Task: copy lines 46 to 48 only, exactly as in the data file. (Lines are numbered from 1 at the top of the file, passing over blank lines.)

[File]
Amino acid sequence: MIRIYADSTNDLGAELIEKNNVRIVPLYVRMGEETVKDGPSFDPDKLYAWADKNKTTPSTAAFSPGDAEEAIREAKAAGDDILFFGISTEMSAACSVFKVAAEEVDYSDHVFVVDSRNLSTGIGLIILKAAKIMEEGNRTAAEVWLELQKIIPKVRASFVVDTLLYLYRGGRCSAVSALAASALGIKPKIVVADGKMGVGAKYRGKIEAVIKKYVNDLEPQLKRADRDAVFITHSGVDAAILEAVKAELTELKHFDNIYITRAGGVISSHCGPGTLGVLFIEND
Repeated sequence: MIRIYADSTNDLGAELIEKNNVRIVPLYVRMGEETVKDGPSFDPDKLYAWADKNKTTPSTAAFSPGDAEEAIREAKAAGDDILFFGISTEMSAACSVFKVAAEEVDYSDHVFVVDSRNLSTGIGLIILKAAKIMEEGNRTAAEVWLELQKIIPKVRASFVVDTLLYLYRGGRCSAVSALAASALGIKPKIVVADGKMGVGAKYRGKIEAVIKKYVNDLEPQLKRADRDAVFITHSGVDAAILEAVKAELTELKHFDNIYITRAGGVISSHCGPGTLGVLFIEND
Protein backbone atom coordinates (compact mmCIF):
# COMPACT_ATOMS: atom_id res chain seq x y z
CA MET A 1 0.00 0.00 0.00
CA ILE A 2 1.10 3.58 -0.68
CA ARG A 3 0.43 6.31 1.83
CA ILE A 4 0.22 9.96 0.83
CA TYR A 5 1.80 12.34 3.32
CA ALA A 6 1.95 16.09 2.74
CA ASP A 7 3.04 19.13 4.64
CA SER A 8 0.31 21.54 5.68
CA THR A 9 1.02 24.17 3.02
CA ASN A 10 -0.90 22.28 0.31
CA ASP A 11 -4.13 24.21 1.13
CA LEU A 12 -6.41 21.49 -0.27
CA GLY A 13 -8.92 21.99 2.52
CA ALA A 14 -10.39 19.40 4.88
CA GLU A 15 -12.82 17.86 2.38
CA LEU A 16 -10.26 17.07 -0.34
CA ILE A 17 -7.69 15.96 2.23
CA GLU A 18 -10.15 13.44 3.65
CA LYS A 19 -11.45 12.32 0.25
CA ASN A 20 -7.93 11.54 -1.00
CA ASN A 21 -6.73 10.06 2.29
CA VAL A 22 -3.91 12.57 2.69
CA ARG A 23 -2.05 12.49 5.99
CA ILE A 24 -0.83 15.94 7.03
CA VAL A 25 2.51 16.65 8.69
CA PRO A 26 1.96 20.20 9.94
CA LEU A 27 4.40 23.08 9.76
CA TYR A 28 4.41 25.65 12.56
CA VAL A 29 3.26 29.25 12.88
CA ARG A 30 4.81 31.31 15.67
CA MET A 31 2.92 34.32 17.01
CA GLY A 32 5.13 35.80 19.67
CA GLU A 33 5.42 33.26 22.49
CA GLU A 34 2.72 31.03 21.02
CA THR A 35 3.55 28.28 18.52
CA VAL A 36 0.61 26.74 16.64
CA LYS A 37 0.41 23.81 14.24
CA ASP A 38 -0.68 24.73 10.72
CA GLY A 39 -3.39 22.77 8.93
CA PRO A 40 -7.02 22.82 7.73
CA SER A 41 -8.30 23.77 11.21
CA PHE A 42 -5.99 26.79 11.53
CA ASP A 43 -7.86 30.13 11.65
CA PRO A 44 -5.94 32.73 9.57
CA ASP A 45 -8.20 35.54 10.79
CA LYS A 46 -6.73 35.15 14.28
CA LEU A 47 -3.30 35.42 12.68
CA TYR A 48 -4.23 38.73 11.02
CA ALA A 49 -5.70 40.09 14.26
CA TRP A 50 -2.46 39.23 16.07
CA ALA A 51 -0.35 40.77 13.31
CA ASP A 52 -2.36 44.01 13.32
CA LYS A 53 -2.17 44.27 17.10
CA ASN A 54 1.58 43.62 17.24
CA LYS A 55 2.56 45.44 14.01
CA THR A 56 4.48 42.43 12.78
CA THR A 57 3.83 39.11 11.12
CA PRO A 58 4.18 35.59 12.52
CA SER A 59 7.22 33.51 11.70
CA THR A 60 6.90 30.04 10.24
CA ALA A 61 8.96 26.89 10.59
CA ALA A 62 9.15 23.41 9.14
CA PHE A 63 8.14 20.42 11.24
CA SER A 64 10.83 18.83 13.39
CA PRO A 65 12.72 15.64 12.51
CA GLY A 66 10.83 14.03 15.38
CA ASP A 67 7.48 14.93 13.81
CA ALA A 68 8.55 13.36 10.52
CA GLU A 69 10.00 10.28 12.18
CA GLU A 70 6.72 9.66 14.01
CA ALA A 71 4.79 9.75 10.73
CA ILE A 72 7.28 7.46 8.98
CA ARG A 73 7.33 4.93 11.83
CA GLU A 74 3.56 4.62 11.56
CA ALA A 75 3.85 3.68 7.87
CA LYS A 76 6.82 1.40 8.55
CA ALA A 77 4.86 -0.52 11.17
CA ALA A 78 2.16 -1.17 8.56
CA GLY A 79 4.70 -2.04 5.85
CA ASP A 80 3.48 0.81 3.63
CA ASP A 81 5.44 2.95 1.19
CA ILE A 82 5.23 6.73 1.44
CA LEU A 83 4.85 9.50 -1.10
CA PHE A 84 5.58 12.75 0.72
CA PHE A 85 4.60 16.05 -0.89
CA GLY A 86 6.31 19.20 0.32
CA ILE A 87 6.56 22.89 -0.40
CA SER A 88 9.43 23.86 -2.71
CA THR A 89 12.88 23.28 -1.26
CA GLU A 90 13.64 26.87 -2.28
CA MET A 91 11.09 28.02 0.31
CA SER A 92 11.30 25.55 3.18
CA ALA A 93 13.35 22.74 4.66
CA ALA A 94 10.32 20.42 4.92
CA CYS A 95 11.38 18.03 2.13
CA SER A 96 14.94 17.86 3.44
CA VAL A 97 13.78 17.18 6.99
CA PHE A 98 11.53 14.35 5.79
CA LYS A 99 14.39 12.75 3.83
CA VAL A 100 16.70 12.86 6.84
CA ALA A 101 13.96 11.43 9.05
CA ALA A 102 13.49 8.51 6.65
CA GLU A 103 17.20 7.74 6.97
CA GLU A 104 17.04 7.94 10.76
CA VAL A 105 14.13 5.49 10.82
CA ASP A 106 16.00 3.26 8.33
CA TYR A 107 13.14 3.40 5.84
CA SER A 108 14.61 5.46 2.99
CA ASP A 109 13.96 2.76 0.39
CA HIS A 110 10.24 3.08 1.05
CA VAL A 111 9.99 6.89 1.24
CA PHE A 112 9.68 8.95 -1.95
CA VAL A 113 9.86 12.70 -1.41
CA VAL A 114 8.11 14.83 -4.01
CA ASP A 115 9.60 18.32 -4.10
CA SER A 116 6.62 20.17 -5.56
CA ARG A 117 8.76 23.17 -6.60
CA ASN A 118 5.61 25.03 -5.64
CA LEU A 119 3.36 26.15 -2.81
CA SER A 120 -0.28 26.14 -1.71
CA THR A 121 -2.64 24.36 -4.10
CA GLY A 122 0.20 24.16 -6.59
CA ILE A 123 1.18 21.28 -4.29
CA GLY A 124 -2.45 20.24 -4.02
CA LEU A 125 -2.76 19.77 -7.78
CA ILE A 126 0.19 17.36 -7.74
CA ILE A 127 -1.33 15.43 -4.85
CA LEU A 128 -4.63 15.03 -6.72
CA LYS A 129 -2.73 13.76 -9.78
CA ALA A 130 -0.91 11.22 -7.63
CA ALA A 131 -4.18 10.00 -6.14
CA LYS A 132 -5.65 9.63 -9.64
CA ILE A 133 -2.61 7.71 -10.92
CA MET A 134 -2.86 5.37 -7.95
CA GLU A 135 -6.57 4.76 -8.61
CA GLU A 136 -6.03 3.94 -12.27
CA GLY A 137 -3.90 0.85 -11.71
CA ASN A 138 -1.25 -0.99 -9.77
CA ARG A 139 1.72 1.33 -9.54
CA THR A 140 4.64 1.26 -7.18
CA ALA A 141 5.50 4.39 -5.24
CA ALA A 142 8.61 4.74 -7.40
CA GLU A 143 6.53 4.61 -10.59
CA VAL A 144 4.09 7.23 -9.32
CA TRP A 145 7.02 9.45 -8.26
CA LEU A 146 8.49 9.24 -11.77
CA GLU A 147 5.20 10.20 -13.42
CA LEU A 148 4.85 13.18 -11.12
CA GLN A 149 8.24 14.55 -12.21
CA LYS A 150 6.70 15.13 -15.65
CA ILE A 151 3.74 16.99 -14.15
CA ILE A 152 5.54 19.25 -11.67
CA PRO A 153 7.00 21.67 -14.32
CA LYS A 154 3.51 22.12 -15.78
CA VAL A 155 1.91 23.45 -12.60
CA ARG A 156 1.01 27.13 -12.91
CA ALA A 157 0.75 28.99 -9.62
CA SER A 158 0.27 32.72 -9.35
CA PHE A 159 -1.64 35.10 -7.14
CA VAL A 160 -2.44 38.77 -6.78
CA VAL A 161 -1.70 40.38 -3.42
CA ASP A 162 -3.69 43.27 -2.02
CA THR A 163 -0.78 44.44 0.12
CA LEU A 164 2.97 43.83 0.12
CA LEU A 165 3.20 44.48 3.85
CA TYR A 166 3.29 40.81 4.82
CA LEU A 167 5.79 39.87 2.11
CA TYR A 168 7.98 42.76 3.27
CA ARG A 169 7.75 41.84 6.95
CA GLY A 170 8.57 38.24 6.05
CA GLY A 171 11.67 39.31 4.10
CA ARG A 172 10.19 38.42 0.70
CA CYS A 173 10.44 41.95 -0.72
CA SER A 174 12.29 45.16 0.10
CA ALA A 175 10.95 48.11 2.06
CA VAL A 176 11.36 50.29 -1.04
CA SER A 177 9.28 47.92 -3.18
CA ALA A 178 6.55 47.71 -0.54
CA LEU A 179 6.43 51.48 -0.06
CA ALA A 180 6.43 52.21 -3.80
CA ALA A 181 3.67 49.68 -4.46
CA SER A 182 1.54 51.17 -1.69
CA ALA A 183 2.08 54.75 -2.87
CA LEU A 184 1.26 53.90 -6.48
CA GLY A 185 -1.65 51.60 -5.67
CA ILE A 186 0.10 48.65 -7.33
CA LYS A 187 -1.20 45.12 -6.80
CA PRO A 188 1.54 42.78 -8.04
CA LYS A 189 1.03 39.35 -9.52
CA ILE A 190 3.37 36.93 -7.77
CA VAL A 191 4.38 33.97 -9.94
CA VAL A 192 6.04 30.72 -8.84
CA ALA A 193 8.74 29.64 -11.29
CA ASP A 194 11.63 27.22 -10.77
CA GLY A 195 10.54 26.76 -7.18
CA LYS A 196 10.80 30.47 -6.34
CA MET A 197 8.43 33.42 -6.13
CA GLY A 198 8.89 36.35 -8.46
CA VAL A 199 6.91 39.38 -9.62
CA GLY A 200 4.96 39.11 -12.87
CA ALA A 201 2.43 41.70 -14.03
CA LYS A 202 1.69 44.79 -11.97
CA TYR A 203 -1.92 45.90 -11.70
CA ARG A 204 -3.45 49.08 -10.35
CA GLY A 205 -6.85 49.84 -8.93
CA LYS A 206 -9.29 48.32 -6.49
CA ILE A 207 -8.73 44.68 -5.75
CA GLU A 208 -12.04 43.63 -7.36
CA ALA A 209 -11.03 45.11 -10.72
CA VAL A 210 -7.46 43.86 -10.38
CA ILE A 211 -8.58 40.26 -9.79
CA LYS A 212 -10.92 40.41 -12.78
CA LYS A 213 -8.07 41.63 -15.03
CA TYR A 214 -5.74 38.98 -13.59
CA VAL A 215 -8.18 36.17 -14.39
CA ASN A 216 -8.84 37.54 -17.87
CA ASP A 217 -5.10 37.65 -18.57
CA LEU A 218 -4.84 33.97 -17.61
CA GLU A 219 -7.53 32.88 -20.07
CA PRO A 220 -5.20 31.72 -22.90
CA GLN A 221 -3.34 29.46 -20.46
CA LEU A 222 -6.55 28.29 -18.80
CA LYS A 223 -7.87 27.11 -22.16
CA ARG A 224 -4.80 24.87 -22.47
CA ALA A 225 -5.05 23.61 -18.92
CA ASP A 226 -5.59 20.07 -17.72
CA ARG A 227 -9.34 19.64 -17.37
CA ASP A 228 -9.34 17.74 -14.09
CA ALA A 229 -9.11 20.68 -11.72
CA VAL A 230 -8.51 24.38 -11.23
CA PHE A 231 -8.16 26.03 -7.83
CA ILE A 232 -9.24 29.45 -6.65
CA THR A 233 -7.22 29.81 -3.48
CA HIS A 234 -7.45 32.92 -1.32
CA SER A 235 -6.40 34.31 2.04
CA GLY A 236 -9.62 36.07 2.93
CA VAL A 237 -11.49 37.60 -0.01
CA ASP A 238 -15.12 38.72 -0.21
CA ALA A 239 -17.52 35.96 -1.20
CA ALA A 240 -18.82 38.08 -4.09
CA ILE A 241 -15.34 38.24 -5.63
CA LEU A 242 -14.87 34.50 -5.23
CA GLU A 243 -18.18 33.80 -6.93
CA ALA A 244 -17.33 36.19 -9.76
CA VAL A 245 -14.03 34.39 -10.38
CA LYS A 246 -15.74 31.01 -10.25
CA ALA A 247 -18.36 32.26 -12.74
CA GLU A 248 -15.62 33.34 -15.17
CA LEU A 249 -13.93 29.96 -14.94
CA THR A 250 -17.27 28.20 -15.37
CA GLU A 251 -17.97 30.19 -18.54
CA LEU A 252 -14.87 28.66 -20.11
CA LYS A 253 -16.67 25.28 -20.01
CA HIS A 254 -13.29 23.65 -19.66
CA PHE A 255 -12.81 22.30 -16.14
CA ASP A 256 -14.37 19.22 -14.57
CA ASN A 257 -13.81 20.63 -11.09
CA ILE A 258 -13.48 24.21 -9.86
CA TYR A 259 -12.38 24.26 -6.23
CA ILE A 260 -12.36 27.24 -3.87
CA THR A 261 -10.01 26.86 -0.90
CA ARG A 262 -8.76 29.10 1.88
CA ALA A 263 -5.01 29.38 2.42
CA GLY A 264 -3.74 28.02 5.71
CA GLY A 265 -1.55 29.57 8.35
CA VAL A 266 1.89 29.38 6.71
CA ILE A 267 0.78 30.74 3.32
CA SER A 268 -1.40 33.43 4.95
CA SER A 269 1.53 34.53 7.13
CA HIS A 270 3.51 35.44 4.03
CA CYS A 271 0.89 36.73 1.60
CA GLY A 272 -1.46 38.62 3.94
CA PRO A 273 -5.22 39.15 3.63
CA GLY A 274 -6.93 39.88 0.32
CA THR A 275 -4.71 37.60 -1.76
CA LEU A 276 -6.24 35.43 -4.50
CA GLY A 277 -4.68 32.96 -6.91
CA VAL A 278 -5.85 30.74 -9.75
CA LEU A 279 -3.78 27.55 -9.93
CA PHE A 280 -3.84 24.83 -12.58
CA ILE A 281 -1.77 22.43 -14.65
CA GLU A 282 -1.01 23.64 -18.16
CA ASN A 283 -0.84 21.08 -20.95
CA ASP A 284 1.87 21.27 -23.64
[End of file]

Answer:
CA PHE A 42 -5.99 26.79 11.53
CA ASP A 43 -7.86 30.13 11.65
CA PRO A 44 -5.94 32.73 9.57